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Archived: The Chestnuts Nursing and Dementia Care Home

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Inspection report

Date of Inspection: 18 July 2011
Date of Publication: 29 September 2011
Inspection Report published 29 September 2011 PDF | 81.68 KB

People should be treated with respect, involved in discussions about their care and treatment and able to influence how the service is run (outcome 1)

Meeting this standard

We checked that people who use this service

  • Understand the care, treatment and support choices available to them.
  • Can express their views, so far as they are able to do so, and are involved in making decisions about their care, treatment and support.
  • Have their privacy, dignity and independence respected.
  • Have their views and experiences taken into account in the way the service is provided and delivered.

How this check was done

We reviewed all the information we hold about this provider, carried out a visit on 18/07/2011 and observed how people were being cared for.

Our judgement

People were respected and involved in their care, treatment and activities in the home.

User experience

People told us that they and their relatives were involved in their care and treatment. One person told us, “My daughter deals with the care plan”. One relative told us, “I am involved in mum’s care plans and the whole thing is excellent”. We observed staff interact with people and found that they were in most cases treated with dignity and respect. However, we observed on the first day of our visit, one member of staff feeding two people at the same time, which compromised their dignity. (See the staffing section for further details).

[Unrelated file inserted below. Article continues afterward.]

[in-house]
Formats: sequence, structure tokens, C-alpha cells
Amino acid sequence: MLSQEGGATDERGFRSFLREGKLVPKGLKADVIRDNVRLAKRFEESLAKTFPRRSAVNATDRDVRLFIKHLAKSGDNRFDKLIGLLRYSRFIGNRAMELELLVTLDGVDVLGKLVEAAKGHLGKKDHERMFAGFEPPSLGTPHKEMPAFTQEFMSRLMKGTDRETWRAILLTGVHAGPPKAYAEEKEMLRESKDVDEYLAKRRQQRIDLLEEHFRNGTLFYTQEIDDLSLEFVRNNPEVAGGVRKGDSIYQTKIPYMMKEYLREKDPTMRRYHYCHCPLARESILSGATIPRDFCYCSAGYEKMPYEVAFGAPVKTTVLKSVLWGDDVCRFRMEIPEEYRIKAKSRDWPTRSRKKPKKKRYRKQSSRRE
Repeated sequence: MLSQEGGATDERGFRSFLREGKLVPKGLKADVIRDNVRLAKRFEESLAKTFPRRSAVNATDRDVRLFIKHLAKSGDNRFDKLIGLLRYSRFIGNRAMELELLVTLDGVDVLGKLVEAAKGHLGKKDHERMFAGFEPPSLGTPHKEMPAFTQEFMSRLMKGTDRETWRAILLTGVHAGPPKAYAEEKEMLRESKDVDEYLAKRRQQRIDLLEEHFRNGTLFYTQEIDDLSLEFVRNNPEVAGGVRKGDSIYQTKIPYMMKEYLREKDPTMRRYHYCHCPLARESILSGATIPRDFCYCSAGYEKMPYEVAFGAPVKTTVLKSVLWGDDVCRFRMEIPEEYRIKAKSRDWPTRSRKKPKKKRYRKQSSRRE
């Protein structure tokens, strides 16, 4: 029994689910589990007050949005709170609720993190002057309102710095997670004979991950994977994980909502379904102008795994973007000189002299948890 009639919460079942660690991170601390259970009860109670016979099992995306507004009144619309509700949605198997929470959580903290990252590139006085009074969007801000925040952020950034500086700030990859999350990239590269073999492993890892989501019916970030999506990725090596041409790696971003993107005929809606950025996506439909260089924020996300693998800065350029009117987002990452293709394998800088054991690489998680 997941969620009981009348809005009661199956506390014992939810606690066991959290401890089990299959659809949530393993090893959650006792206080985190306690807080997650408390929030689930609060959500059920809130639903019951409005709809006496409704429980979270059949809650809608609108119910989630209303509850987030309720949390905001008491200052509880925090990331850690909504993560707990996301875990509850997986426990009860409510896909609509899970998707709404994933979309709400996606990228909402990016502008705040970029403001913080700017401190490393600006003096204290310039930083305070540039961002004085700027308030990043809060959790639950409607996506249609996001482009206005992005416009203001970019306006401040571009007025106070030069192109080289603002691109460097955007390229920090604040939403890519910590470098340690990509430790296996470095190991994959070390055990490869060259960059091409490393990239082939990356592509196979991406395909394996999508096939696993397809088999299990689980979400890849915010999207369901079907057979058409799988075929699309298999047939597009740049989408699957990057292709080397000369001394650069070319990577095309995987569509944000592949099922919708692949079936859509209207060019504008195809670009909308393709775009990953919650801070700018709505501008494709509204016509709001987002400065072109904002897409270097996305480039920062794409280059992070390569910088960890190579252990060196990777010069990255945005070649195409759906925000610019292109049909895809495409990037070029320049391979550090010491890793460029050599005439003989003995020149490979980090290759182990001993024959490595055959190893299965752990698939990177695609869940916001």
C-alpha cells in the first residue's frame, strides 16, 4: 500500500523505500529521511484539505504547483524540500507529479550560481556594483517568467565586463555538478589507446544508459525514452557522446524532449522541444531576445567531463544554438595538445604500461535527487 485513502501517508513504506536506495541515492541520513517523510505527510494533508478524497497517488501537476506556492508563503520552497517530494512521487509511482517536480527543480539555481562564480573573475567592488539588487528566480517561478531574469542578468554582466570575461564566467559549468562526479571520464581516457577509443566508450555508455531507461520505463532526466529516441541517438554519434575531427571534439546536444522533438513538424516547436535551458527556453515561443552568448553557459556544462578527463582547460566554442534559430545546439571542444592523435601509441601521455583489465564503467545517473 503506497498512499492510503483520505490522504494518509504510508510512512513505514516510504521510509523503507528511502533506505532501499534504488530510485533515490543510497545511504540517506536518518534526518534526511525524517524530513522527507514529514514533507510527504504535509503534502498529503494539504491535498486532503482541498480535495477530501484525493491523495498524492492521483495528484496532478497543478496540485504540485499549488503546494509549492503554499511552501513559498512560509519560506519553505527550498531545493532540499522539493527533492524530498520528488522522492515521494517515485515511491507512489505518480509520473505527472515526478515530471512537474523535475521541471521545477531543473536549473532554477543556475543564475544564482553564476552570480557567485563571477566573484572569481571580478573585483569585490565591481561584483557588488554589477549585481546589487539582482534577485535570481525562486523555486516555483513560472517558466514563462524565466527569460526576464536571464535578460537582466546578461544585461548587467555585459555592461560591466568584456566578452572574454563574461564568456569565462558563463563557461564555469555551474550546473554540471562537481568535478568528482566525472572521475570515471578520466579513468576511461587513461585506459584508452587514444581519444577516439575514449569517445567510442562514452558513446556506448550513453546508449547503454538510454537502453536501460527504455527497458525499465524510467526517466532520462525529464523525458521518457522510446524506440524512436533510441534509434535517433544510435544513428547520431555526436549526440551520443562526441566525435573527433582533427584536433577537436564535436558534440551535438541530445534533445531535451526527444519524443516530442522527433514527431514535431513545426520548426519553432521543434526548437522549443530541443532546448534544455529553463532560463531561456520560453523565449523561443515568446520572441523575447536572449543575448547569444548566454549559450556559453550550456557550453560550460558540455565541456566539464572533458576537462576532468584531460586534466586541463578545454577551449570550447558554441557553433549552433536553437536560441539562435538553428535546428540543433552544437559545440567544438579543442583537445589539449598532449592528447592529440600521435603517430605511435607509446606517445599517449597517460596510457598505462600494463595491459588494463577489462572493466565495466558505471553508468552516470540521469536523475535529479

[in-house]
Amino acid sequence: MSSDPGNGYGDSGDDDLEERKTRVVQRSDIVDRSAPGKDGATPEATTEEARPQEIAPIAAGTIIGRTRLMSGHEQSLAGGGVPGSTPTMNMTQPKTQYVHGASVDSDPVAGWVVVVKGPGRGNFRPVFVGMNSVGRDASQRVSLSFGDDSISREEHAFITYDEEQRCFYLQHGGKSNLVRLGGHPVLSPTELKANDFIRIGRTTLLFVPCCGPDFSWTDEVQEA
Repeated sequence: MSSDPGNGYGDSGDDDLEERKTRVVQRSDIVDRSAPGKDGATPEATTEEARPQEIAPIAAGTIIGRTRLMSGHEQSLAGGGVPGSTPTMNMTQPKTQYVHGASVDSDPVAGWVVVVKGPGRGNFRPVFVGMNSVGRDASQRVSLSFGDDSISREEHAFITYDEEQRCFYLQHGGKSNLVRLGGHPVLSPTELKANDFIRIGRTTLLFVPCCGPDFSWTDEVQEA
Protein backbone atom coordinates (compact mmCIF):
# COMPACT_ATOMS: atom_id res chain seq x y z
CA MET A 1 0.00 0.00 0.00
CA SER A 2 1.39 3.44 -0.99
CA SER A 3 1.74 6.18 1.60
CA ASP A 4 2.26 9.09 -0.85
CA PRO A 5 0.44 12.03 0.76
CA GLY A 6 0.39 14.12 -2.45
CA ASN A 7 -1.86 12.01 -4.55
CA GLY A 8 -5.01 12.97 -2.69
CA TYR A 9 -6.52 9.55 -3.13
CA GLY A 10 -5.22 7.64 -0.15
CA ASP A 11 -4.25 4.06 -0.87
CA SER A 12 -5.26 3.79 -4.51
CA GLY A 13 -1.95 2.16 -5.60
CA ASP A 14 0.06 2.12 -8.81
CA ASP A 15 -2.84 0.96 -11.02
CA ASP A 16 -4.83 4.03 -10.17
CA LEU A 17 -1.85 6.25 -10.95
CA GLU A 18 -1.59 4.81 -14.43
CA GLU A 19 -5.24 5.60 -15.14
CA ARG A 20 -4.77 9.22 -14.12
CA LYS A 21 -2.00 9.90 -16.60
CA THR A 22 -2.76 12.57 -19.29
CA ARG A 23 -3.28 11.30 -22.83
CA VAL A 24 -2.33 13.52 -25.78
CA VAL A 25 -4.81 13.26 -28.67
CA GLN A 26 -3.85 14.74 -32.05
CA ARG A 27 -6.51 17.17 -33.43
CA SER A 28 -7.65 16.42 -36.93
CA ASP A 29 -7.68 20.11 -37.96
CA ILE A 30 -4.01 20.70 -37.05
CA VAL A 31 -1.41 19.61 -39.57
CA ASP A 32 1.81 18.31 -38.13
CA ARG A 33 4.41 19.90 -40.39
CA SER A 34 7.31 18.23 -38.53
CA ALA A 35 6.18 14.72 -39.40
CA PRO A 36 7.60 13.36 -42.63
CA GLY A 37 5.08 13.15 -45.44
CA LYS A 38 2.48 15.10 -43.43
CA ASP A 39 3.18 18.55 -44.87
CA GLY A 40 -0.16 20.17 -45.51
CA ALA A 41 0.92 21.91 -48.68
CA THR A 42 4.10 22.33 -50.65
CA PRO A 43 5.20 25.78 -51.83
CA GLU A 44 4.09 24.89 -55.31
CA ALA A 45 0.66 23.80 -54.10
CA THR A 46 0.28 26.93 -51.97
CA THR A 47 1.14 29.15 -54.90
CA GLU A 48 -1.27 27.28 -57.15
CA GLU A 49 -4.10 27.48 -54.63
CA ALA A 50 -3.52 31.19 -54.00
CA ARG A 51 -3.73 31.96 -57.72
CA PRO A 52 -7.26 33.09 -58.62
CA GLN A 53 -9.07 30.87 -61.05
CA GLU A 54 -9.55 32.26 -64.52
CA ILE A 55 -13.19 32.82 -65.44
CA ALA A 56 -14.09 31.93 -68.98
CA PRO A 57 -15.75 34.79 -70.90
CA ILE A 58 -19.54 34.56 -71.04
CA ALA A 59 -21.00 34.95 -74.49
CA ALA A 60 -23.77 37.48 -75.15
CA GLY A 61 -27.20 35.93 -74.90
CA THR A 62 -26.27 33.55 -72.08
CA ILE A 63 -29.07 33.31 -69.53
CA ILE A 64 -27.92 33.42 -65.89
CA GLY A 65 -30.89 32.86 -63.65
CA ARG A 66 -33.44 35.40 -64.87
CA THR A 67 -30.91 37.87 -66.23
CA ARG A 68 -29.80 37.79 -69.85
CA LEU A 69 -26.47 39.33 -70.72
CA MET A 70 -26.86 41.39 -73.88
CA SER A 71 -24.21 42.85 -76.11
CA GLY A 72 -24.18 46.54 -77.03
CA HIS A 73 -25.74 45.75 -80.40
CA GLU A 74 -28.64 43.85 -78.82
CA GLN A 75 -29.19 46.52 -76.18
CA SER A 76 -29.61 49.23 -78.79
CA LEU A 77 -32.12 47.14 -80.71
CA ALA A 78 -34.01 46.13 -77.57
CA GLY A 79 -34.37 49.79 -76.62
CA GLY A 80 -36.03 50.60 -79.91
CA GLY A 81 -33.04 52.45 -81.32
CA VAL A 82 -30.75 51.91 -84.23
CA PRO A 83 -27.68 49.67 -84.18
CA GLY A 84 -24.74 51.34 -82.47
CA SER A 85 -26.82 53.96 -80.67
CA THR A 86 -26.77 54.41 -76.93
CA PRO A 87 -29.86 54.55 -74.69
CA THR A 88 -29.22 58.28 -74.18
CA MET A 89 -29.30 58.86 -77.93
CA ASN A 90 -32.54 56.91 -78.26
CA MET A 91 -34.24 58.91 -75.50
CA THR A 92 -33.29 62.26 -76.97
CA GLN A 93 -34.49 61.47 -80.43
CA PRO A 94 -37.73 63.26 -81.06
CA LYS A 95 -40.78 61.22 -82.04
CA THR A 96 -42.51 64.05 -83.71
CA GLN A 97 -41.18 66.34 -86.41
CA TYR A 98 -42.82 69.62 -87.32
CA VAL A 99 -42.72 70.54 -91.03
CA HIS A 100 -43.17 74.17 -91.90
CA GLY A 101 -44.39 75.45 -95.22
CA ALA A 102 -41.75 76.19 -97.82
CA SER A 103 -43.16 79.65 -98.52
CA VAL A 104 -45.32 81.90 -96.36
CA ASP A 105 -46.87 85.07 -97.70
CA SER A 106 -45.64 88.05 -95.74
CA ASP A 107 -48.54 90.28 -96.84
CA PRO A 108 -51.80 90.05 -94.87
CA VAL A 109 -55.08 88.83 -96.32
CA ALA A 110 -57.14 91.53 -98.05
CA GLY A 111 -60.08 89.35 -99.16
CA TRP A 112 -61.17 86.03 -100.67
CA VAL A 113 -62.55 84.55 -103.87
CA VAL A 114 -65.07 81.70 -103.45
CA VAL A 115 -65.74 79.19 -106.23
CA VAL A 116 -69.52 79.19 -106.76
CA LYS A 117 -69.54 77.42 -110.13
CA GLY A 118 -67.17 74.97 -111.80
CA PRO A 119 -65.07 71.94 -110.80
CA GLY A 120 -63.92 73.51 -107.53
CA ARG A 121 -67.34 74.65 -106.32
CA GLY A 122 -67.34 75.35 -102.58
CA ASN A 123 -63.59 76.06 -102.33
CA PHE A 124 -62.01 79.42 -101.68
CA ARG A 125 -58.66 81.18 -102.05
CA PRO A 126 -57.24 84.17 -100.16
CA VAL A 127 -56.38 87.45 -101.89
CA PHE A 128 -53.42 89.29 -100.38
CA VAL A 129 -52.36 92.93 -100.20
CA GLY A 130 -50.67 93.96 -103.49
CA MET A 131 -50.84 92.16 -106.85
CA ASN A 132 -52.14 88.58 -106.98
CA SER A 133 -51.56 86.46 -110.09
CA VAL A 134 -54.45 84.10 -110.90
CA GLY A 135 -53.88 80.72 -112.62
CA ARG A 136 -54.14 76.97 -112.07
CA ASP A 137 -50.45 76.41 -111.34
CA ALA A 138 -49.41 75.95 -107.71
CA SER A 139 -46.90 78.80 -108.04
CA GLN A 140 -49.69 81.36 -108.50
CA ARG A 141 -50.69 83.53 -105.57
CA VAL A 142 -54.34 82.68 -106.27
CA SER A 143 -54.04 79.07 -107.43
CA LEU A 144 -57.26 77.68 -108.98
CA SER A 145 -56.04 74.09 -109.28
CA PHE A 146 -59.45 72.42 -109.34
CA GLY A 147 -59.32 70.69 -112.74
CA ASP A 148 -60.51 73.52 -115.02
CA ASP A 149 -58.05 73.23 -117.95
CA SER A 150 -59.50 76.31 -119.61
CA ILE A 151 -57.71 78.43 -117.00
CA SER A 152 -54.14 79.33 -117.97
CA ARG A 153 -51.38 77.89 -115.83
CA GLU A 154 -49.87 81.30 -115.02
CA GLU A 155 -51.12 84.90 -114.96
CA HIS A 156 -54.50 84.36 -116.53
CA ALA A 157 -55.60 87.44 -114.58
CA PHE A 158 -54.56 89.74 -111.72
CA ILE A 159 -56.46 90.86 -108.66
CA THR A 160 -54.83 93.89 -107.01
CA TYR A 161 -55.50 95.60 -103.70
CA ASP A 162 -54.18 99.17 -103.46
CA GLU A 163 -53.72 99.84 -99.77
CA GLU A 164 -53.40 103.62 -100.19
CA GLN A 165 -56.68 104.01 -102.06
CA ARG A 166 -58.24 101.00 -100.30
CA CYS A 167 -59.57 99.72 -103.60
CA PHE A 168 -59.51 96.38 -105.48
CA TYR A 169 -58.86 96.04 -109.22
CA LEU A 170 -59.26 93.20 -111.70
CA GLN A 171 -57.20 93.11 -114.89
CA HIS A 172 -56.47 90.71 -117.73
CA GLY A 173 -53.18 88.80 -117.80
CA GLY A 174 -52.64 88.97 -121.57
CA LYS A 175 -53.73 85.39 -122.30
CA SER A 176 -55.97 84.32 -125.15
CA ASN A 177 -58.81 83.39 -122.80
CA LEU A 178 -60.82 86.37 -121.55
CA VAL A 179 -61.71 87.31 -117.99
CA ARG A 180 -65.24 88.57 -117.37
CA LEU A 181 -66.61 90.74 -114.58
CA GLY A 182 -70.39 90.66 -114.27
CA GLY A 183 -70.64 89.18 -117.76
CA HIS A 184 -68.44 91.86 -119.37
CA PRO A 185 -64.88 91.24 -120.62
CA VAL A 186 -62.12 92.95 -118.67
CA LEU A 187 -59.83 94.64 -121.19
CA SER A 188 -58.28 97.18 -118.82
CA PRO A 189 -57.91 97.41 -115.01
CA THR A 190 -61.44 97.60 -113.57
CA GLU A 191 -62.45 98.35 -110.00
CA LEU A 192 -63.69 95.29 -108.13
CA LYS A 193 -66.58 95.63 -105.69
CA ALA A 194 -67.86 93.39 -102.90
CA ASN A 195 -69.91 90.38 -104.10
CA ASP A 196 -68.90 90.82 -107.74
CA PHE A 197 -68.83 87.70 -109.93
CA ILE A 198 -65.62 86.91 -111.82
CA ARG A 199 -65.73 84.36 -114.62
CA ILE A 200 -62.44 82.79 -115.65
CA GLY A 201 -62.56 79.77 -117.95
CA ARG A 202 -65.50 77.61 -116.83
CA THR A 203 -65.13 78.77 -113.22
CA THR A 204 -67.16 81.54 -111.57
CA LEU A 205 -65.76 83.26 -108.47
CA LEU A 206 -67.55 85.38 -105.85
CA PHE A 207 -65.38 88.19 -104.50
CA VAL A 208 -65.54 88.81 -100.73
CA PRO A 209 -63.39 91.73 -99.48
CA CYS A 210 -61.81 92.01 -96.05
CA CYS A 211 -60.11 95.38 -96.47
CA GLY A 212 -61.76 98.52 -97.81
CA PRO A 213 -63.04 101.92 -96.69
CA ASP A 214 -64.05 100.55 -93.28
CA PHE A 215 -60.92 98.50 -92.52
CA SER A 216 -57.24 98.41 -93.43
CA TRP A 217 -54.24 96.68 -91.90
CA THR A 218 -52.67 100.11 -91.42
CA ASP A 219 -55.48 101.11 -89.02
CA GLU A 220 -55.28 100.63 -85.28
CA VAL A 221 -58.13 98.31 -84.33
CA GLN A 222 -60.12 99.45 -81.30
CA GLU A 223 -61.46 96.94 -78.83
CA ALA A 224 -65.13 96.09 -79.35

Other evidence

There was evidence that people had an assessment carried out on them prior to their admission and that either a relative and/or an external professional were involved in the process. People also had information about the service prior to coming to live there and this formed a key part in enabling them to make an informed choice about the home. We noted that people were supported to engage with their community either by going out with the support of an activity coordinator or by participating in community activities in the home e.g. church services. We saw records to indicate that people influenced decisions in the home through residents’ meetings, annual surveys and regular reviews of their care and treatment. The service was monitored by the provider on a monthly basis to ensure that people were involved in their care.